Idiopathic Pulmonary Fibrosis - probl... - British Lung Foun...

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Idiopathic Pulmonary Fibrosis - problems with 24 hour oxygen


Hi all - this is my first post here (or anywhere!!! - new to this!!) I look after my wife who has Pulmonary Fibrosis diagnosed about 3 years ago after having been ill for quite a while. Doctors thought for a long time that her problems with breathlessnesss were due to heart issues and being overweight, although she was never what you might call obese!!

After deterioration of her health and pneumonia earlier this year she has now reached the end of available treatments, and because of her age and other health issues she is not "suitable" for a lung transplant. Currently she is on oxygen therapy at home, 15 lpm for 24 hours. The issue I have with her care at the moment and what I would like to ask opinions on is that the oxygen masks supplied by the company contracted by the NHS to provide home oxygen in Scotland are uncomfortable for use for 24 hours. The edges cut into her face and the masks are just a bad fit - for instance too long for her face.

I have talked to her Specialists, to Respiratory Nurses, and to GPs none of whom have any solution to offer. I get the impression from some that because there are so few people on home oxygen at 15 lpm for 24 hours that it is not "cost effective" to spend time on such a small issue.

Thanks for letting me rant on for so long - and if anyone can help with suggestions I would be very grateful

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15 Replies

Hi Davy - you have my sympathy! My husband (also IPF & 24 hour) is only on 2lpm at the moment, and can use a cannula, but I know that if he needs to use a mask we will have problems too as he hates wearing them. My only suggestion would be to look around on the internet, there are various companies selling masks etc. and maybe you could find one which is more suitable. Sorry I can't help more!

All the best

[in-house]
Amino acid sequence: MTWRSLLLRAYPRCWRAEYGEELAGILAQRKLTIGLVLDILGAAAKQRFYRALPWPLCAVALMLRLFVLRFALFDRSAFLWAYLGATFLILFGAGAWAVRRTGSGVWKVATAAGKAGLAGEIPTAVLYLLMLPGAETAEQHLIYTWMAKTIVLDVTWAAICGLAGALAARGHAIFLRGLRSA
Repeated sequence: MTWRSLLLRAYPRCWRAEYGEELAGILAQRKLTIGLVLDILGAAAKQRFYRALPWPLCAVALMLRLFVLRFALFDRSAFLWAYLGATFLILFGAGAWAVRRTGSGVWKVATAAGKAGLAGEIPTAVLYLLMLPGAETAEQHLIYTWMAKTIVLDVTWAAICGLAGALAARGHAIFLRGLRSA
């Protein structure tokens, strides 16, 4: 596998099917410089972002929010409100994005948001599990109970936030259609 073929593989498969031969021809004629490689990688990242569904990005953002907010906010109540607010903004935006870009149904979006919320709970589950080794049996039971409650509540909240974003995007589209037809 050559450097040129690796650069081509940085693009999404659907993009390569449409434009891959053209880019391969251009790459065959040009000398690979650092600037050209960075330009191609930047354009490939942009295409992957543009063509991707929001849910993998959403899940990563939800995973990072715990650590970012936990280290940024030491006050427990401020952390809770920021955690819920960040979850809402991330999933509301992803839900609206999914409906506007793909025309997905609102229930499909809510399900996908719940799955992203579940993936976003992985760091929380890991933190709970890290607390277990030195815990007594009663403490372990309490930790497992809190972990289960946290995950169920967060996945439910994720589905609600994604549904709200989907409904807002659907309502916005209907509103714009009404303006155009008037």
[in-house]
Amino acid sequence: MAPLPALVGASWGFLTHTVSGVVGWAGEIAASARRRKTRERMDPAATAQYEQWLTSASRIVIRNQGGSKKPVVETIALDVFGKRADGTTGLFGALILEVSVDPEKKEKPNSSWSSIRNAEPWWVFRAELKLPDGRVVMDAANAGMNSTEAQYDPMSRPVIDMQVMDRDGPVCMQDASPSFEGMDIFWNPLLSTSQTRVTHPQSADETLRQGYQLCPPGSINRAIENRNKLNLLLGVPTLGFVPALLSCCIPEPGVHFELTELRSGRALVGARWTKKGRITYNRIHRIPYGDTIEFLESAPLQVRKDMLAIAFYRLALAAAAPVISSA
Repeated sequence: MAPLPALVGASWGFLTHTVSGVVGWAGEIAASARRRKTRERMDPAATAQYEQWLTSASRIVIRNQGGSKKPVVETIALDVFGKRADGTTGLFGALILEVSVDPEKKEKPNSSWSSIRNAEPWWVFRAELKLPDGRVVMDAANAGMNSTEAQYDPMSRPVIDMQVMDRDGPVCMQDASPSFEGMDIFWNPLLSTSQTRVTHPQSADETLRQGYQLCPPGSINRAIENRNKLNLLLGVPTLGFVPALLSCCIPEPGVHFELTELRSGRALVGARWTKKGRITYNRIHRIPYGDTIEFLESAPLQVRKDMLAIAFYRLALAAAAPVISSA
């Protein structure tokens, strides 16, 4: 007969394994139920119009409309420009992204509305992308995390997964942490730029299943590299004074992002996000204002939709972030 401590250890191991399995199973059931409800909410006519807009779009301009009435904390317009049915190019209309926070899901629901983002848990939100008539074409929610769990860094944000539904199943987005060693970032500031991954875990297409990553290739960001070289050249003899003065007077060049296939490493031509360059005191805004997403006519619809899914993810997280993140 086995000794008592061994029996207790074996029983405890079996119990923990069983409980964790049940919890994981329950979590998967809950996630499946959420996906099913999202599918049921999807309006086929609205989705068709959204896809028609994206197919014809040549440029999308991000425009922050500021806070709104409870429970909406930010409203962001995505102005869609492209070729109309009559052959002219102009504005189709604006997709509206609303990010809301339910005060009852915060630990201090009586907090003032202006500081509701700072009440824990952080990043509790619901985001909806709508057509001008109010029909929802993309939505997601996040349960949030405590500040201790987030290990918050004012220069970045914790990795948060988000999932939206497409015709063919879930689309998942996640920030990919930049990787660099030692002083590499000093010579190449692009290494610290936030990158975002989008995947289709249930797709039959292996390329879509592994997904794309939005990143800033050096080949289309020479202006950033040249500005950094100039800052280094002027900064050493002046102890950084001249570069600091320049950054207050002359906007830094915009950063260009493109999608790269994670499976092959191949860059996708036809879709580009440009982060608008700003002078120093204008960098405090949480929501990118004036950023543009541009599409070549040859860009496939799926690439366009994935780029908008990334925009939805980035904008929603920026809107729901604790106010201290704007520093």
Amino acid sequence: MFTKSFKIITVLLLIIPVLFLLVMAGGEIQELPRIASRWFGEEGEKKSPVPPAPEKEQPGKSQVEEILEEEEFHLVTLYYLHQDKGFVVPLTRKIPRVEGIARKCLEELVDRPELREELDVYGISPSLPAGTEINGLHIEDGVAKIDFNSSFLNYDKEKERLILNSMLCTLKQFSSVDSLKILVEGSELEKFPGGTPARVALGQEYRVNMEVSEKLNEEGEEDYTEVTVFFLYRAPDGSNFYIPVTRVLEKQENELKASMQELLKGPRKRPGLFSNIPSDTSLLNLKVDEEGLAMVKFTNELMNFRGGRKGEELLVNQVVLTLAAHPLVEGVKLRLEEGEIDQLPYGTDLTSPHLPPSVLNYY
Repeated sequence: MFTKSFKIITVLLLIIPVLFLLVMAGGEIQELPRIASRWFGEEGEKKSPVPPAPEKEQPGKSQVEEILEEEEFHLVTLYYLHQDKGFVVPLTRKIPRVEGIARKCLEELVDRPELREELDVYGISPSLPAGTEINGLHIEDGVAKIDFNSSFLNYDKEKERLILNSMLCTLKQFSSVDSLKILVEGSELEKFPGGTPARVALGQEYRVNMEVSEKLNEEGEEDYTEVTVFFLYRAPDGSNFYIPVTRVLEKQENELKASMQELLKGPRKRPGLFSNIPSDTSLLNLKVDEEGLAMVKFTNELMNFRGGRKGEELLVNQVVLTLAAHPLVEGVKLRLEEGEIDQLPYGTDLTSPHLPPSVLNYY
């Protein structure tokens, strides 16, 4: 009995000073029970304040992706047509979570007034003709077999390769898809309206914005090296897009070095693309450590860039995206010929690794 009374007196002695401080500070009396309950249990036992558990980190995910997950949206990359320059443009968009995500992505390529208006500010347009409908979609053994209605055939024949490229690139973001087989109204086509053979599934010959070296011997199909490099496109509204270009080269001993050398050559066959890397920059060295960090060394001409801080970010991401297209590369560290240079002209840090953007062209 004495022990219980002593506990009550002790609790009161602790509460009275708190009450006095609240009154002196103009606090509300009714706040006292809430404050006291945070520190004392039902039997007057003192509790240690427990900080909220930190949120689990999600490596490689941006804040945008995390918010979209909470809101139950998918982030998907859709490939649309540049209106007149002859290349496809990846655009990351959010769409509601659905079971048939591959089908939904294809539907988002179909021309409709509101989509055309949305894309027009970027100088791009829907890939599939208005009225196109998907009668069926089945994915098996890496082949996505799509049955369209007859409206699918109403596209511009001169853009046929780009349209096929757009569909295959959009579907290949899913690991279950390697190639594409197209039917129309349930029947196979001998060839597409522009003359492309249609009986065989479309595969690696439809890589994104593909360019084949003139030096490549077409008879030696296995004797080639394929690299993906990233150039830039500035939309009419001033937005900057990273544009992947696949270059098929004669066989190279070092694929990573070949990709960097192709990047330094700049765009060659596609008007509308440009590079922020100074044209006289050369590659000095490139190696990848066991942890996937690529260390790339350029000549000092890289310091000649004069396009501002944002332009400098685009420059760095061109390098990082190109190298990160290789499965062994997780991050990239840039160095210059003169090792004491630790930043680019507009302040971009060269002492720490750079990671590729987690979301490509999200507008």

in reply to Gidge

Hi Gill - I've had a good look around on the internet and found a mask which although not a great improvement does look a bit better than what is available - I'll let u know how it goes when my wife has tried it


my husband, also ipf and 24/7 oxygen but 4l pm, he finds the cannulas make his nose very sore and the straps cutround his ears, especially when the pipe gets trapped or pulled, he has asked for a mask to wear in bed thinking it might be more comfortable, he humidifier works on the downstairs oxygen but not upstairs at night. the nurse did bring him some little sponge pipe covers for his ears, but I cant find any in any of the chemists, if you ask your nurse there might be something of the kind for masks. sory not to be much help. x

Hi - the sponge pipes are called Earmates nasal cannula protective pads - I bought some on the internet from a company called Intermedical, but I paid through the nose for them I think (ha ha- no pun intended!) as they were £2.50 a pair and postage was £4.95. I use cotton buds & KY Jelly to moisturise the inside of my husbands nostrils each day(no, he's not keen, but he will be unbearable if he gets sore!) and around what our son used to call his nose holes (I know, too much information....).

However, I found a copy of the Service Agreement & National Framework for supplying home oxygen on the internet and this bit may be relevant:


1.29 The following accessories shall be provided by the Supplier, including but not limited to:-

1.29.1 an appropriate length of crush resistant tubing to meet the Patient’s requirements, (including latex-free tubing if required);

1.29.2 an appropriate constant or variable performance face mask, suitable for use with the installation, and able to deliver the concentration of oxygen specified on the HOOF, (including latex-free masks, if required);

Home Oxygen Services Contract 77

1.29.3 nasal cannulae, (latex-free if required);

1.29.4 foam covers to protect ears;

1.29.5 a humidifier to be positioned as close as possible to the nasal cannulae or face mask; and

1.29.6 specialist products, for example, tracheotomy mask or collar.